Keep Your Eyes On the Prize is based on a gospel song, Keep Your Hand on the Plow. I don't have experience keeping the horses going as we plow the fields we acquired on May 29, 2009. In plowing the field of surviving cancer, the furrows can sometimes wander and you may hit a rock. You have to hold on firmly to that plow.

I learned some of my abilities to focus my eyes on the prize, from my father, Avon Hart. My mother, Viola Hart had rheumatic fever as a child that resulted in heart complications later in life. My father and I shared caregiving responsibilities and he was a model for me with his unselfish attitude and ability to adapt to situations. I try to model myself after his lead. One aspect I am working on now is instead of suggesting what we could be doing, to just do it. Keep your eyes on the prize and hold on.

I'll keep you by my side with my superhuman might- Kryptonite

I know that I'm able to perform household tasks because Vivian and I always had a joint partnership in doing these things. We shared child care, grocery shopping, housecleaning, cooking and doing laundry (though I still will sometimes mix a non-colorfast item with the light colors). Even though I'm capable, there are busy, stressful times when I welcome other superheroes aboard. Family, friends, neighbors, co-workers, church family and people from the support group that Vivian and I started (it meets the third Thursday of each month; 7 PM at the Hudson Hospital). These people have all contributed their superhero skills to our struggle. While I don't have many pearls of wisdom to toss out to you tonight, I have learned that if someone offers to help you, just say yes. Sometimes the kryptonite saps your super-strength; then we all need assistance.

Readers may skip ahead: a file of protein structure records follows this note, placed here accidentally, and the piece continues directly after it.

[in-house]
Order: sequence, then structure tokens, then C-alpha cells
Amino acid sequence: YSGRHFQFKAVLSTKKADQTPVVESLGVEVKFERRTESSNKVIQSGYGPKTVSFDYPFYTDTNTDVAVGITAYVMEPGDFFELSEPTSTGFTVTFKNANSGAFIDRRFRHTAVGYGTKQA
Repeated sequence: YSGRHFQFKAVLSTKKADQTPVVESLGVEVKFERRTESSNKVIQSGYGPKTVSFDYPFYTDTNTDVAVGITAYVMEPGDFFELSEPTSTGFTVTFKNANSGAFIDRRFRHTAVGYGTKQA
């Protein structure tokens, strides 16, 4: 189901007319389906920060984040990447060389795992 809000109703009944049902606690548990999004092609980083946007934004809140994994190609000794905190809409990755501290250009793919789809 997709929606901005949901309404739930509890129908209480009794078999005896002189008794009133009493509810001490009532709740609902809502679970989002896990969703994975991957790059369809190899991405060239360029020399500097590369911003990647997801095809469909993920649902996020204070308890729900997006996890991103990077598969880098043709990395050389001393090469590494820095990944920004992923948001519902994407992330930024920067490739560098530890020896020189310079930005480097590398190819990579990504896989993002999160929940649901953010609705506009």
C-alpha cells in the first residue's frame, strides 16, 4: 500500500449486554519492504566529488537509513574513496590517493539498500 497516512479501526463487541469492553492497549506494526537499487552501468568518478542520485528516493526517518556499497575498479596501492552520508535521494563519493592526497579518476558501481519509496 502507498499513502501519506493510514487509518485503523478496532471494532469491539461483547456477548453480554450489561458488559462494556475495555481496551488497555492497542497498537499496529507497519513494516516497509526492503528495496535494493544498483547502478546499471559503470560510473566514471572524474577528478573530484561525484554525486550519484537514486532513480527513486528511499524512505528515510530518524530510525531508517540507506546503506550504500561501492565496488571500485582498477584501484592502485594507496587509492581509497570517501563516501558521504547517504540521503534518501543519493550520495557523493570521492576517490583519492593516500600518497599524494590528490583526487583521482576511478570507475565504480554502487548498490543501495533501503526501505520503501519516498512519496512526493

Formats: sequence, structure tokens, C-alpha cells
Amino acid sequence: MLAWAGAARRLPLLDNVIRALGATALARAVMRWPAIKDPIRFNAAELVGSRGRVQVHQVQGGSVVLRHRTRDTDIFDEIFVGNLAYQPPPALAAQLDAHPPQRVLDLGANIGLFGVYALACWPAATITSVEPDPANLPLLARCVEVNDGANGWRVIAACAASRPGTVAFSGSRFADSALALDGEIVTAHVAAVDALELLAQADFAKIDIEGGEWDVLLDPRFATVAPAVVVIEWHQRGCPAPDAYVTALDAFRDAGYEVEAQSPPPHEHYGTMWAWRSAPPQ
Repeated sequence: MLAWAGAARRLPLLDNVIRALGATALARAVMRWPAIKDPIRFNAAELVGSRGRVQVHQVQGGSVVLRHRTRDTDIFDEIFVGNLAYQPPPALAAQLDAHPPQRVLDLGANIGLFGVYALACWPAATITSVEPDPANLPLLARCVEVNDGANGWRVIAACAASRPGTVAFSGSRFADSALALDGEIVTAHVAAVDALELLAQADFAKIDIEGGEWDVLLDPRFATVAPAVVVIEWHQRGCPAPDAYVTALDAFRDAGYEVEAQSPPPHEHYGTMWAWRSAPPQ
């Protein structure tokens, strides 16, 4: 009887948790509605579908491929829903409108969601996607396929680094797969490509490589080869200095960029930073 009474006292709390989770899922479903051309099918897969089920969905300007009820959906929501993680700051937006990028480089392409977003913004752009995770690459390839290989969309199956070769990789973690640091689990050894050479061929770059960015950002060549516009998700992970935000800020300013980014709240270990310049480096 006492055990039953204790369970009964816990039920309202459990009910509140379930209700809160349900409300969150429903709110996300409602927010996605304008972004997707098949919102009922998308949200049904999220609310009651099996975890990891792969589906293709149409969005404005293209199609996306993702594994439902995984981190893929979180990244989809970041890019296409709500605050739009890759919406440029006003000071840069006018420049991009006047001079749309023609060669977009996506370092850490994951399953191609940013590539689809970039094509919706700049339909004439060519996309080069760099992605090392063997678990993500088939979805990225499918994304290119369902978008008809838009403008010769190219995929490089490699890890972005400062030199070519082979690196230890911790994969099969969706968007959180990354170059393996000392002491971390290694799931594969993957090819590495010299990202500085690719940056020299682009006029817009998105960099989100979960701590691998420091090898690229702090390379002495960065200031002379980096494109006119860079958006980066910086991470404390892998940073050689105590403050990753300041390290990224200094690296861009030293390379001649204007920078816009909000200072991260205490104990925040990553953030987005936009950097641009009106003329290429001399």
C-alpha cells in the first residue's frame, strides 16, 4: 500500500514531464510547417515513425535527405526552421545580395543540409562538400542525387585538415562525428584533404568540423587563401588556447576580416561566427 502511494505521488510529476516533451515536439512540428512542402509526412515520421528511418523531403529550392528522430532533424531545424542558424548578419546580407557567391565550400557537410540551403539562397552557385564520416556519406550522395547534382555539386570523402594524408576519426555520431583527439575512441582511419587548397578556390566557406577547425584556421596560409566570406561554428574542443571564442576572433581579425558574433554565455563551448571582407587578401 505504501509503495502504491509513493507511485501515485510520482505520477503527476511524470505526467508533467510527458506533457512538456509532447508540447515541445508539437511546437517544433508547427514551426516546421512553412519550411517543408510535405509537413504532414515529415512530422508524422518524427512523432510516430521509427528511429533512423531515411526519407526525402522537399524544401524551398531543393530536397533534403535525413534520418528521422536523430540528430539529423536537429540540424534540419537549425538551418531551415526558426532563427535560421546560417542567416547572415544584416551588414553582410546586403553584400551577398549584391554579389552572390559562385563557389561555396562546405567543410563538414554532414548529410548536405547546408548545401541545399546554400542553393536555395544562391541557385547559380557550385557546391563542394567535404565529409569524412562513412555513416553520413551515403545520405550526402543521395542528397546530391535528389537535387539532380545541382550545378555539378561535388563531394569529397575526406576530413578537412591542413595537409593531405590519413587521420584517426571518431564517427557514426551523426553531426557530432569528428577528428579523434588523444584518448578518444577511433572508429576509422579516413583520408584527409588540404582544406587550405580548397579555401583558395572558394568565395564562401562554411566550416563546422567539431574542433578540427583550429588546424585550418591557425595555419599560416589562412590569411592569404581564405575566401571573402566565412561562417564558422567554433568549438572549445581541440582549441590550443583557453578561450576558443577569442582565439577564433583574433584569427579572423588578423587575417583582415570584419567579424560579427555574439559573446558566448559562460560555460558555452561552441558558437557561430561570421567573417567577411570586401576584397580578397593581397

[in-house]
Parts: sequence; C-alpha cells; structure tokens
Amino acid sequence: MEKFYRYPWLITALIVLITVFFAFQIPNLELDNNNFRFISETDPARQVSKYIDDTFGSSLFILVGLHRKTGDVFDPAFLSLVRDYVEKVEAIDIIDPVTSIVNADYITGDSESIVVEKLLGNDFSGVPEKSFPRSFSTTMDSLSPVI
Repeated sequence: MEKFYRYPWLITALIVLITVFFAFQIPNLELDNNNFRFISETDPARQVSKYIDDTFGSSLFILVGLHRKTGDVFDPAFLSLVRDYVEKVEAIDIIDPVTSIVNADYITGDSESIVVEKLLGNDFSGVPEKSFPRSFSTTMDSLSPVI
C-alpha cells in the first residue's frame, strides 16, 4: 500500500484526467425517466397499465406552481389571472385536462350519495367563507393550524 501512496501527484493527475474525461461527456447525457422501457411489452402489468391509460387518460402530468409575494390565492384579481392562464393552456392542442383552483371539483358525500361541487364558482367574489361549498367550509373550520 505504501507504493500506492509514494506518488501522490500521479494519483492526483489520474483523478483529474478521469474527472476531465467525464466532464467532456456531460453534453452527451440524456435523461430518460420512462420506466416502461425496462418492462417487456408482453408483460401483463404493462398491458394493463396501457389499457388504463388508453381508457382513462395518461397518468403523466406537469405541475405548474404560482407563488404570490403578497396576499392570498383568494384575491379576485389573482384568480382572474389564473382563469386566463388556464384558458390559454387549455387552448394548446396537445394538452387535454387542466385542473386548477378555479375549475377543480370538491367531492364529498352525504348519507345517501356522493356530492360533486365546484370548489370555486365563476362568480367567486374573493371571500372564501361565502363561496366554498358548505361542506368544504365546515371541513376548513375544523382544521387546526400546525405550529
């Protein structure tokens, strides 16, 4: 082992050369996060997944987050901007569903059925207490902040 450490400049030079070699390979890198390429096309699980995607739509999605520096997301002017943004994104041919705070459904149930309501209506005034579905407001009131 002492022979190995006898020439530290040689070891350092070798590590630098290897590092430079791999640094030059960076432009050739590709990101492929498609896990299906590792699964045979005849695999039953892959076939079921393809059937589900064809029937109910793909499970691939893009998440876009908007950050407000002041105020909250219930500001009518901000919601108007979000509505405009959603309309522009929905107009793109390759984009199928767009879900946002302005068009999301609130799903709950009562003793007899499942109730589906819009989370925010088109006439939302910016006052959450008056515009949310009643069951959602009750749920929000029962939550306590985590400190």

Every year the American Cancer Society helps communities raise awareness and funds to win the fight against cancer. Because of their efforts, those we encounter on our cancer journeys and the support of all of the super heroes here tonight give us hope to win the battle. So, keep on pushing, keep your eyes on the prize and hold on to the plow.

That way, we can keep hope alive for Vivian and all cancer survivors-hope for a good quality of life, hope for a cure and hope that NEVER ceases.

The Hartbeat goes on...

What's cooking on the Hartbeat Grill?

In searching for new music I have discovered that one does not have too look to far afield. My KARE 11 co-worker, Blake Roman Mills, wrote a song (If I Gave) and along with former co-worker Dennis Stearns they added instruments and produced a single. Blake wrote the lyrics, sang and played piano and then sent the file to Dennis, who added more instruments, mixed the tracks and sent it back to Blake. Blake did a little more mixing and posted If I Gave on cdbaby. The collaboration is interesting since Blake lives in Minneapolis and Dennis lives in Kentucky. It's another example of talented musicians recording in their home studios and creating good music.